Critics are ignoring broken health system
August 21, 2014
The commentary by state Reps. Patti Komline and Heidi Scheuermann, “Health care must work for all Vermonters” (Stowe Reporter, Aug. 14), predictably has taken the Shumlin administration to task concerning the health exchange rollout and its IT problems.
Also predictably, they think the solution for universal/affordable health care is more health insurance companies and less regulation, despite decades of evidence to the contrary.
Just to recap such negative evidence, the U.S. model for health care based on insurance is the most expensive, with poorer results than virtually all economically advanced countries (Source, CIA World Factbook).
They also take a swipe at the Vermont-run single-payer health care plan, Green Mountain Care, due in 2017, mainly because of a projected $2.2 billion cost. However, they conveniently omit the fact that it will replace the $2.6 billion-plus we now spend on premiums and other out-of-pocket expenses — with a system that fails at universal coverage. The $2.6 billion figure was as of 2011 and is certainly higher in 2014. Komline/Scheuermann also say single-payer won’t provide the universal and accessible results they claim to want, but don’t say why.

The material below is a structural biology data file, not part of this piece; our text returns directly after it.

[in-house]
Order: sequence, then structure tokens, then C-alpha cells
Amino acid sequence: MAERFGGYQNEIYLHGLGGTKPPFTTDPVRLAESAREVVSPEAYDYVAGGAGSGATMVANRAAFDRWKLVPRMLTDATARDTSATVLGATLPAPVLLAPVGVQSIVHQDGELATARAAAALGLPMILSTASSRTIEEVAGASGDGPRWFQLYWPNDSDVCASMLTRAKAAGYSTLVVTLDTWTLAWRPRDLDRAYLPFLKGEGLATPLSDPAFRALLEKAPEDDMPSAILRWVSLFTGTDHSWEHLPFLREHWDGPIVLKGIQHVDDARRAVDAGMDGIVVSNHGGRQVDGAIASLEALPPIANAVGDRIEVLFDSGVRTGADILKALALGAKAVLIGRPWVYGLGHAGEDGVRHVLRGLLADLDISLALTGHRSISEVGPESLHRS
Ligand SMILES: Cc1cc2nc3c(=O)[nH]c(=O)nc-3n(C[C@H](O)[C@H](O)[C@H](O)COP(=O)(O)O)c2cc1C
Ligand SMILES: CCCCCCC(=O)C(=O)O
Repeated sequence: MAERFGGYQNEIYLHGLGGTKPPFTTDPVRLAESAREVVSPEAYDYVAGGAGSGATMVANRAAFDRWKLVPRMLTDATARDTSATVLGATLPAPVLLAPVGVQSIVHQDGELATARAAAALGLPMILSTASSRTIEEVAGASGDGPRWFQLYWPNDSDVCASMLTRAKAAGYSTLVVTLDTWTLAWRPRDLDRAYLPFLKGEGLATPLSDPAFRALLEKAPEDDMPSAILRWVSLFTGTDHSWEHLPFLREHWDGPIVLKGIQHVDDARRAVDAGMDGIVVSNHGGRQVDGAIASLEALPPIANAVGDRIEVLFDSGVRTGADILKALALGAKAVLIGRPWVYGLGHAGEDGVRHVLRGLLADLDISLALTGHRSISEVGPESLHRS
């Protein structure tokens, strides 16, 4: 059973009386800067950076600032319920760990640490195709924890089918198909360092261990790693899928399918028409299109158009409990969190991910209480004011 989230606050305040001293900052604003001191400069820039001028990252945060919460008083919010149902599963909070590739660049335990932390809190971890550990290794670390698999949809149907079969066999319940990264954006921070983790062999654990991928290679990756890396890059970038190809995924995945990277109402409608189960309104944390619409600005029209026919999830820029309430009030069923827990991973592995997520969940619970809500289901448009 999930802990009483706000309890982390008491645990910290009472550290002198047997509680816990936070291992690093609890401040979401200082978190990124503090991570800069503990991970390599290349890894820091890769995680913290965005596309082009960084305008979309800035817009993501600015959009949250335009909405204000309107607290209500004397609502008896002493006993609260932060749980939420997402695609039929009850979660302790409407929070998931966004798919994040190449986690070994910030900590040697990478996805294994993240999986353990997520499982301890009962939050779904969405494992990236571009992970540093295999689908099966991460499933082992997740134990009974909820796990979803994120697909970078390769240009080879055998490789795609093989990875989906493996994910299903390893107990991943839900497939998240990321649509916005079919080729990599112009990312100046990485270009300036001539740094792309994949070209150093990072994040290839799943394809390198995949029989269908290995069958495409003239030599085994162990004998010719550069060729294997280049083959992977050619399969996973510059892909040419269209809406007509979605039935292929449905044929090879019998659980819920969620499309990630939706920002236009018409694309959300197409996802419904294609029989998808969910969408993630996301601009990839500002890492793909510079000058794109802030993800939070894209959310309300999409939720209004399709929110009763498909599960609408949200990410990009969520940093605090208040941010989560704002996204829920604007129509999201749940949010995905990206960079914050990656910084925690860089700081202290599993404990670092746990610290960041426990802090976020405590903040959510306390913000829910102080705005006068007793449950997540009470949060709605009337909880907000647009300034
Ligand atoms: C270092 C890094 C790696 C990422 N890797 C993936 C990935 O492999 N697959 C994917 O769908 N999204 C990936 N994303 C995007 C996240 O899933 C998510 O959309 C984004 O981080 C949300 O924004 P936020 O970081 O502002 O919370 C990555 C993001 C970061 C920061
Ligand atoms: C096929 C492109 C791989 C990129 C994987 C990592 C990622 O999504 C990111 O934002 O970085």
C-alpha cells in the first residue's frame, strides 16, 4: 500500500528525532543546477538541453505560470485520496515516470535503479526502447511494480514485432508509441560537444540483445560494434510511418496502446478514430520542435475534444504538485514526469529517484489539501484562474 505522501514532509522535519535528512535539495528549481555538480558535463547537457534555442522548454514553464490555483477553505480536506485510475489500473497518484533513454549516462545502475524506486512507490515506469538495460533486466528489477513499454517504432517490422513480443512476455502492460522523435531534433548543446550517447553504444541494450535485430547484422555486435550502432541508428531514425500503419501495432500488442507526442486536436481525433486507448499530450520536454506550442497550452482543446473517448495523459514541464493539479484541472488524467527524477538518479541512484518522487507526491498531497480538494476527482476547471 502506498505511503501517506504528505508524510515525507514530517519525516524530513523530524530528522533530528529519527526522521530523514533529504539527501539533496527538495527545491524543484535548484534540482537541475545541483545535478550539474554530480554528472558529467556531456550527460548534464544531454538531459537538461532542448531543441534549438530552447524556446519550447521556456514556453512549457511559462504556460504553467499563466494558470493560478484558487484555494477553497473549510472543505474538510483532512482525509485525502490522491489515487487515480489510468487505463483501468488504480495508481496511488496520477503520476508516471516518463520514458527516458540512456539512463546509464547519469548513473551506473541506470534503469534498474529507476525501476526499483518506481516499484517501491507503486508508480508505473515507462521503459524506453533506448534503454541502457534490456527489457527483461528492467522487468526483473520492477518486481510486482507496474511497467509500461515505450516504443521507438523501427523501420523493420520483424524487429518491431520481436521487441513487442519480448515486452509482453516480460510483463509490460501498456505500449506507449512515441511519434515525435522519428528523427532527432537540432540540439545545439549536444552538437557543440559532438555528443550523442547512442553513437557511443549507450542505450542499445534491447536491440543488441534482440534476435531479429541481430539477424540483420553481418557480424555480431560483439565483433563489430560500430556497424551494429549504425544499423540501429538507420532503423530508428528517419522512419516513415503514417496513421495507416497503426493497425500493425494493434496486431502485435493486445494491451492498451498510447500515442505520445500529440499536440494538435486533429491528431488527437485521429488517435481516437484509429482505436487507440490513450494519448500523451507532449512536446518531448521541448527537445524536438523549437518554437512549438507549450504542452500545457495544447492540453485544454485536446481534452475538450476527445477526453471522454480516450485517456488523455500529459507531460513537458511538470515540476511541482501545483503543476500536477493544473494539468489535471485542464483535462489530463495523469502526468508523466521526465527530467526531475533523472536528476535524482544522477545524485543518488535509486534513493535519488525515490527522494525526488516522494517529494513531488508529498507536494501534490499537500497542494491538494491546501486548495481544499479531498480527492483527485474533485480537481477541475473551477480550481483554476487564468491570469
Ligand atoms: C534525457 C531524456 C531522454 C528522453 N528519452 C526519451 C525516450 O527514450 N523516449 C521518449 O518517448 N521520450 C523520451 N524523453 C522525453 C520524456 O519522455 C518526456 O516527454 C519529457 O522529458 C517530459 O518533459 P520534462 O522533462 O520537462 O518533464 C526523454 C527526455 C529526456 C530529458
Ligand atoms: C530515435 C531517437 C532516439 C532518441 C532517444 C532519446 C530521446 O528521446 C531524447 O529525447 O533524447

This is in spite of the success of Medicare, our closest thing to single-payer health care. Have any Medicare recipients had such problems enrolling when they turn 65?
We need a simplified, universal system that is funded by a person’s ability to pay, such as Green Mountain Care’s single-payer. Those who try to equate the overly complicated, expensive and obviously IT-unfriendly Affordable Care Act insurance-based exchanges with Green Mountain Care are mainly doing it out of political self-interest and/or have vested interests in insurance-based health care.